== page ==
To test this hypothesis, in this study we investigated if the increased anxiety—like behavior of RAG-1−∕− mice was also associated with an impaired sense of smell. In addition to this, because RAG-1 is expressed in olfactory sensory neurons (OSN) and epithelium (OE) we also investigated if the absence of this gene would affect the development of the olfactory system. Our results provide the first experimental evidence for a specific role of RAG-1 in the conservation of the olfactory system in adult mice rather than its development at the embryo stage. Most importantly, our studies provide further evidence for a possible role of RAG-1 as molecular link between emotions, immunity and sense of smell.
Materials and Methods
RAG-1−∕− mice on C57/BL6 background were kindly provided by Prof. Hans Stauss, (University College London, UK) while control C57BL/6 mice were purchased from Charles River. Both strains were bred in our animal facility. We used 7 week-old male mice for all the behavioral tests and timed-embryos were obtained by mating mice in the evening. The presence of a vaginal plug in the morning indicates successful mating and the resulting embryo would be considered 0.5 day old (E0.5). Mice were housed in groups of maximum 6 animals per cage under specific-pathogen-free conditions and with free access to food and water. All the behavioral experiments were performed during the light phase of the light-dark cycle and no more than 2 tests per day were performed. All tests were conducted in a blinded fashion and according to the UK Animals (Scientific Procedures) Act, 1986. The local biological service unit at Queen Mary University of London approved all experimental protocols.
Buried Food Test
First described in the early 1970s (Alberts and Galef, 1971), the buried food test has been adapted under various names and a range of palatable food have been used (e.g., cookies, cereals and food pellets). The purpose of this experimental test is to measure an animal's ability to smell volatile odors and its natural tendency to use olfactory cues for foraging. The main parameters measured in this test are the latency to find the hidden food and the time spent eating it (Yang and Crawley, 2009). The testing protocol of 3 days consists of an odor familiarization exercise on day 1, food deprivation on day 2 and testing on day 3. On day 1, 7-week male C57BL/6 and RAG-1−∕− mice were placed in a clean mouse plastic cage (25 × 42 × 12 cm) containing 3 cm of fresh cage bedding. Three Teddy Grahams cookies (Nabisco Inc.; 1 cookie for every 2 mice) where placed in each cage and left overnight. Cages were inspected on day 2 to verify that the cookies were consumed to make sure that the bait is a highly palatable food. On day 2 at approximately 4 pm (1 day before the test), food pellets were removed from the cages and testing mice fasted overnight. The test was performed on day 3 at approximately 11 am after 1-h acclimatization in the testing room. Mice were then individually introduced into a clean cage containing 3 cm deep of clean bedding and allowed to acclimate to the cage for 5 min to reduce the interference of novel environment exploration during the test. A cookie was buried beneath 1 cm of bedding in a random corner of the cage and the mouse introduced into the cage. The site of animal placement and the site at which the cookie was buried remained constant. Time necessary for the animal to retrieve the cookie with its front paws was measured in seconds (latency) up to a maximum parameter of 15 min (900 s was the maximum score; Yang and Crawley, 2009).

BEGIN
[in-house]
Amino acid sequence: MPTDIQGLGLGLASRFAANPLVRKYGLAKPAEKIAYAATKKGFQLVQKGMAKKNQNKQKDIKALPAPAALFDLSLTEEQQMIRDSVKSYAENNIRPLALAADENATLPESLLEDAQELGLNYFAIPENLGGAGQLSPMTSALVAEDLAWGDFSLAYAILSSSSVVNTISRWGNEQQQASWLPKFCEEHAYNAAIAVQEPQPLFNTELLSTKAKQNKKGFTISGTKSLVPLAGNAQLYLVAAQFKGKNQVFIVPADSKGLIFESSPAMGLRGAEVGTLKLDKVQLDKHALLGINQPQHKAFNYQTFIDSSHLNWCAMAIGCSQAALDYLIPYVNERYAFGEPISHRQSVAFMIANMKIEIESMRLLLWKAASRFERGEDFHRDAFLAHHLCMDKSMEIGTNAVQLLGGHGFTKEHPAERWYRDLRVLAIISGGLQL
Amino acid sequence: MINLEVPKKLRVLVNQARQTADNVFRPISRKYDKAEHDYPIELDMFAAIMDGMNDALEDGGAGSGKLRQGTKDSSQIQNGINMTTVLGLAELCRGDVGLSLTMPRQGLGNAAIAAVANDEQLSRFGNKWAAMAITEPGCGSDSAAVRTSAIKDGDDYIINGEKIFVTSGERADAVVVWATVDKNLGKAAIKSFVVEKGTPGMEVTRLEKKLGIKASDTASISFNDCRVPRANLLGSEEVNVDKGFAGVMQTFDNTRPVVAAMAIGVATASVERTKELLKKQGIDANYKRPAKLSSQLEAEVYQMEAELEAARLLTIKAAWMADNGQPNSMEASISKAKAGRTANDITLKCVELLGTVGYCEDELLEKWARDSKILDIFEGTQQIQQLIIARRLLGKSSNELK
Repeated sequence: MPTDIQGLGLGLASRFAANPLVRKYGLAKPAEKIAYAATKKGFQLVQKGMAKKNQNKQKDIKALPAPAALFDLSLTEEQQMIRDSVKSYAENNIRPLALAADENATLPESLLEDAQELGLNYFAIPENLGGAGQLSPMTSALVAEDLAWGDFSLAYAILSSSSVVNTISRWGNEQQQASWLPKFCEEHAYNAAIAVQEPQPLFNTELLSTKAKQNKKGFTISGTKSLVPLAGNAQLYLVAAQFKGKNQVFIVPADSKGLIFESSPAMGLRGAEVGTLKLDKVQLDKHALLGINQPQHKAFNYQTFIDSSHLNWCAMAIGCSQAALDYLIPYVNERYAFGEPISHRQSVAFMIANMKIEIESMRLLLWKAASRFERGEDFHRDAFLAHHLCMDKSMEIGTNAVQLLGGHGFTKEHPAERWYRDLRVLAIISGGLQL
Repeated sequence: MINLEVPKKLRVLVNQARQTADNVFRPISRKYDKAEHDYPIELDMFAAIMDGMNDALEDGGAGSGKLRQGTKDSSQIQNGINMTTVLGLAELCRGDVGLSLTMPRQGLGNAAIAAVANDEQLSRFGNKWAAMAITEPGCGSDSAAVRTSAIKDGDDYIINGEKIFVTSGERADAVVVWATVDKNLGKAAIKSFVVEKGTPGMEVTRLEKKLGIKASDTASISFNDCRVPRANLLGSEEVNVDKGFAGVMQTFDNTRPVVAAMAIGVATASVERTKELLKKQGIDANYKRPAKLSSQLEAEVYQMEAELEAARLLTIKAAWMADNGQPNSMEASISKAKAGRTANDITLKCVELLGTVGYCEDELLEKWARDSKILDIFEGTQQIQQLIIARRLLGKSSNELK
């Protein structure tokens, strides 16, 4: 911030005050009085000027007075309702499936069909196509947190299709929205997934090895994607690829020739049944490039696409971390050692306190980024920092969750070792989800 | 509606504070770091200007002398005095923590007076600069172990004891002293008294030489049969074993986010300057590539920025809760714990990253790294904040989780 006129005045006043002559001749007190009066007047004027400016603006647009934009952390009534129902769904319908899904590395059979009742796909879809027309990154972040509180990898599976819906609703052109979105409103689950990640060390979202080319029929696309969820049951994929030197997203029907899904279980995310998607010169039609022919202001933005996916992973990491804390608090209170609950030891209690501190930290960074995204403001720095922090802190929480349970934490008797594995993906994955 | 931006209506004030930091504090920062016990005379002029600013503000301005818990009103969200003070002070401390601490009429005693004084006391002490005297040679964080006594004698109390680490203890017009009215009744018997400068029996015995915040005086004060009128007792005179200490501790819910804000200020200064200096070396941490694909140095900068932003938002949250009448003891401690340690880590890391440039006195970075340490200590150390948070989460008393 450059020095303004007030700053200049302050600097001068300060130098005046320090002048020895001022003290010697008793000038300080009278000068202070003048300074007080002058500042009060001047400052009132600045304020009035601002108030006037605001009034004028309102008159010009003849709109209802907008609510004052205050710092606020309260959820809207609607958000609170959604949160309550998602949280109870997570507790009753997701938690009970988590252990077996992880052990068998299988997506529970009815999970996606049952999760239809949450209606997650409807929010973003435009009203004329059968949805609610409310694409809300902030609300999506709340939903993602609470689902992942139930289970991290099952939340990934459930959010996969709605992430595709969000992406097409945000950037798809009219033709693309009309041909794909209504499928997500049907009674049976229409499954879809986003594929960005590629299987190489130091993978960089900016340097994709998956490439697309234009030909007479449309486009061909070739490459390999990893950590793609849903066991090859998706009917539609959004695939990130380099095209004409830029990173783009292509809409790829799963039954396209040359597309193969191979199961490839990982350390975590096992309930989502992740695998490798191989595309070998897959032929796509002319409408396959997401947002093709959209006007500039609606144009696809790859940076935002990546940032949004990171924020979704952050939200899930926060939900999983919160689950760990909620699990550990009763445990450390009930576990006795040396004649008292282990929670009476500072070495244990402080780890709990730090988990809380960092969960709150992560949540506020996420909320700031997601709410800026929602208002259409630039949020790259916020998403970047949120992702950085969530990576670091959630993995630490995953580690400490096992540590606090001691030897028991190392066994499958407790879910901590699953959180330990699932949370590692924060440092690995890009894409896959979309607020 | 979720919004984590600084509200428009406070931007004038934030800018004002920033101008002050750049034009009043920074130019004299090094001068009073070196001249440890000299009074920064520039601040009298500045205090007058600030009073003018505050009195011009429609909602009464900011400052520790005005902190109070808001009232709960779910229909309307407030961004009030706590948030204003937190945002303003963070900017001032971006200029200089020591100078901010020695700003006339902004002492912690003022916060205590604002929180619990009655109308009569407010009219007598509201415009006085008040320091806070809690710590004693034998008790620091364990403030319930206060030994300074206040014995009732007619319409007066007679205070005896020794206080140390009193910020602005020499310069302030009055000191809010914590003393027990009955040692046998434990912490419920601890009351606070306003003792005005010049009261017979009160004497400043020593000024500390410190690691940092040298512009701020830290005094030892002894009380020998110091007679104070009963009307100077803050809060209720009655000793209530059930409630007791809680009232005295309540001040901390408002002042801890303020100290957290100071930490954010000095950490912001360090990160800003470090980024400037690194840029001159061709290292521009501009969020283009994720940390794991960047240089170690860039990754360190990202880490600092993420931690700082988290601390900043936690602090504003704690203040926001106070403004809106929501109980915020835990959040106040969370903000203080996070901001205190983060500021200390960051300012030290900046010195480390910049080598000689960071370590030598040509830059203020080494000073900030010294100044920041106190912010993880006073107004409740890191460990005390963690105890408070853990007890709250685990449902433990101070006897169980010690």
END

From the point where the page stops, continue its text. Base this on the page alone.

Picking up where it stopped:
Olfactory Habituation/Cross-habituation Test